Janet: The cover is bold, character-driven, and the half-face peering at the reader from beneath a headdress (hair? magic?) reminds me of The Goblin Emperor: all good things. The back copy looks wonderful. (*waves dramatic floppy arms* I am just going to ignore the last phrase – so predictable – although on second thought makes the story sound like a Nigerian Aang/Zuko story. I would read that.) Anyway, tbr.

Nafiza: Well. Yes. Please.

Yash: Ahhh, for once the cropped face does not bother me much. It’s a gorgeous, unique cover. You couldn’t mistake it for any other cover out there. I love the riot of colours and how your eyes can’t help but meet the eyes of the cover. Anyway, I’m in. I’ve already been hearing amazing things about it.

Jane: UGH like Janet, I’m just going to ignore that last line (please no more “forbidden love with the enemy” story lines!), but the rest of the story sounds really interesting.

A story of the undead like you’ve never read before, Justina Ireland’s Dread Nation is a fresh, stunning, and powerful meditation on race in America wrapped in an alternate-history adventure where Confederate and Union soldiers rise from the dead at the end of the Civil War.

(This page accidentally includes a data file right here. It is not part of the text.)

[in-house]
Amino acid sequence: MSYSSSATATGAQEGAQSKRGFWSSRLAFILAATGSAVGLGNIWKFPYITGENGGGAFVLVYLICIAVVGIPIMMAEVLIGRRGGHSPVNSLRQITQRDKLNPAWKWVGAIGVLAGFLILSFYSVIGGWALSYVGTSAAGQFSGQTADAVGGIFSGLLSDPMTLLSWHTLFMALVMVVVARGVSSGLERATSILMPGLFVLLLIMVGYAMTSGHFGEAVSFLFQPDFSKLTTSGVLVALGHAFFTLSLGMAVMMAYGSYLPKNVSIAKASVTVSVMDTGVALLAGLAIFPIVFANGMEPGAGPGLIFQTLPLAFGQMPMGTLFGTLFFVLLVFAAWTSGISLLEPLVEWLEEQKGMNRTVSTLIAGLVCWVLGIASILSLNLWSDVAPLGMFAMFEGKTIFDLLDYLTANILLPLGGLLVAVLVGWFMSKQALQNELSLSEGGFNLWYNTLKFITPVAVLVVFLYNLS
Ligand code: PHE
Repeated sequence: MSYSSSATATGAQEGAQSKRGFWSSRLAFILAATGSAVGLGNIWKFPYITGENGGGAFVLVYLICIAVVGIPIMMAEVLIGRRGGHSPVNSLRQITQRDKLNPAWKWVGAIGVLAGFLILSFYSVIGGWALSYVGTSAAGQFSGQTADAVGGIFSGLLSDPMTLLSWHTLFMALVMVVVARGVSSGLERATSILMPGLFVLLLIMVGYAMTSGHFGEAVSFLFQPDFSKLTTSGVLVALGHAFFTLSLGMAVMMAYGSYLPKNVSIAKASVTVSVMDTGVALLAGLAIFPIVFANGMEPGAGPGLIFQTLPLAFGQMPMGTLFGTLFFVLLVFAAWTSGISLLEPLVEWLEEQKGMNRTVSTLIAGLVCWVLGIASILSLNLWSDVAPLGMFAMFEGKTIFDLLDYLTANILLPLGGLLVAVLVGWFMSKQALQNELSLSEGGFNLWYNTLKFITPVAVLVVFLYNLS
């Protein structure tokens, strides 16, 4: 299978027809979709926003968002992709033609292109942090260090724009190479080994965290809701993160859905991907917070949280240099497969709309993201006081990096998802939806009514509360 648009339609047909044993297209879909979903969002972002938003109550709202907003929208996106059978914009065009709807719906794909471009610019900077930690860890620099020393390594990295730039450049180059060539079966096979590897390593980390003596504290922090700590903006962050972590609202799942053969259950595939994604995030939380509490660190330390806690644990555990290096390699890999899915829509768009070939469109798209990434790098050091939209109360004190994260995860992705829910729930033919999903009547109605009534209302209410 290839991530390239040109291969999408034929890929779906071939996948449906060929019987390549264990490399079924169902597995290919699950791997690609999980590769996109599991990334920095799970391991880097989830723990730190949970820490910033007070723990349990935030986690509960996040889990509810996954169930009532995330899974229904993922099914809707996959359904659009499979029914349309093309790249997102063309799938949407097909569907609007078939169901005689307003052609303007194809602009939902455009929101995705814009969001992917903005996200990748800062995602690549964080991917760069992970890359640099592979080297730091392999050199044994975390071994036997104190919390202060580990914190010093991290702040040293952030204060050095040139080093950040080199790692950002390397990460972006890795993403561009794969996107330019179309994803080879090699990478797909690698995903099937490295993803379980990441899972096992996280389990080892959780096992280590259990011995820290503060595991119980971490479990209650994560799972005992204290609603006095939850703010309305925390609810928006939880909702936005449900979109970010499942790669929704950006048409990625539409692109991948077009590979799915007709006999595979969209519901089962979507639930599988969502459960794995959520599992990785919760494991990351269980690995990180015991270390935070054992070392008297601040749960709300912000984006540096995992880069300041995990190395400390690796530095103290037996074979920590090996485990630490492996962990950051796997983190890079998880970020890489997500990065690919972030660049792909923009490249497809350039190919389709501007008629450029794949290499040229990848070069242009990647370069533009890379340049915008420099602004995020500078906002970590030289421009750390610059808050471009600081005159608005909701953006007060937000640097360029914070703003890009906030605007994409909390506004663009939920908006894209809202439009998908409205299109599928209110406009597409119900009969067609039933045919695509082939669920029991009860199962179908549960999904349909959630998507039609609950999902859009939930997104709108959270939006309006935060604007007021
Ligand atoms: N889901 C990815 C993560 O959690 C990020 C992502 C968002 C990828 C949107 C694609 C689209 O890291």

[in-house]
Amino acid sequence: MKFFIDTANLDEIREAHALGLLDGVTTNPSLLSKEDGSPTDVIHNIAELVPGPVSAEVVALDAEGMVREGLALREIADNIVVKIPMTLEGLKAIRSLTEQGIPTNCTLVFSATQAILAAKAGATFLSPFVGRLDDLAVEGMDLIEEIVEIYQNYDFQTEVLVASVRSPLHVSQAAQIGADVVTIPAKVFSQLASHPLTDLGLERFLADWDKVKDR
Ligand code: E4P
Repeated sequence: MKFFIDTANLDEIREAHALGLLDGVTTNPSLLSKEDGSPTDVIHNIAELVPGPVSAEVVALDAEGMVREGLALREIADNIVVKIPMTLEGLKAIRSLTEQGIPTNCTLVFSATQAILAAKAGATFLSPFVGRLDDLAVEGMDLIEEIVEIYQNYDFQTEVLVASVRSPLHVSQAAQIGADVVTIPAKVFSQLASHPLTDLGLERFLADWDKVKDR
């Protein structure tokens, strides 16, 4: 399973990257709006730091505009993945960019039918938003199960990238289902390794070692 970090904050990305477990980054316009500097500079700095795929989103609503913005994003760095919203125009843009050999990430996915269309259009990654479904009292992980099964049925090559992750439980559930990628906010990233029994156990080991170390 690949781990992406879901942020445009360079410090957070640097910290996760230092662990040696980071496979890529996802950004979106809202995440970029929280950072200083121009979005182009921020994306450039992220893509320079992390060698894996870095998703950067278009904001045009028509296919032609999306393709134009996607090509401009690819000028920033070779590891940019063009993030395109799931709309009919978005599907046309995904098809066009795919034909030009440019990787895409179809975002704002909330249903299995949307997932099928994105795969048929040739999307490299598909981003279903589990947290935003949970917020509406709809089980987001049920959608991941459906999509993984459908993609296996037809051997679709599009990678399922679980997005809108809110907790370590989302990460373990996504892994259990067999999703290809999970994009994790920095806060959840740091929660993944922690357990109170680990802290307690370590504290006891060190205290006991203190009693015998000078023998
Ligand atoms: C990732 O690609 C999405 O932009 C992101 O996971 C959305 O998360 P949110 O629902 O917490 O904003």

Jane McKeene was born two days before the dead began to walk the battlefields of Gettysburg and Chancellorsville—derailing the War Between the States and changing America forever. In this new nation, safety for all depends on the work of a few, and laws like the Native and Negro Reeducation Act require certain children attend combat schools to learn to put down the dead. But there are also opportunities—and Jane is studying to become an Attendant, trained in both weaponry and etiquette to protect the well-to-do. It’s a chance for a better life for Negro girls like Jane. After all, not even being the daughter of a wealthy white Southern woman could save her from society’s expectations.

But that’s not a life Jane wants. Almost finished with her education at Miss Preston’s School of Combat in Baltimore, Jane is set on returning to her Kentucky home and doesn’t pay much mind to the politics of the eastern cities, with their talk of returning America to the glory of its days before the dead rose. But when families around Baltimore County begin to go missing, Jane is caught in the middle of a conspiracy, one that finds her in a desperate fight for her life against some powerful enemies. And the restless dead, it would seem, are the least of her problems.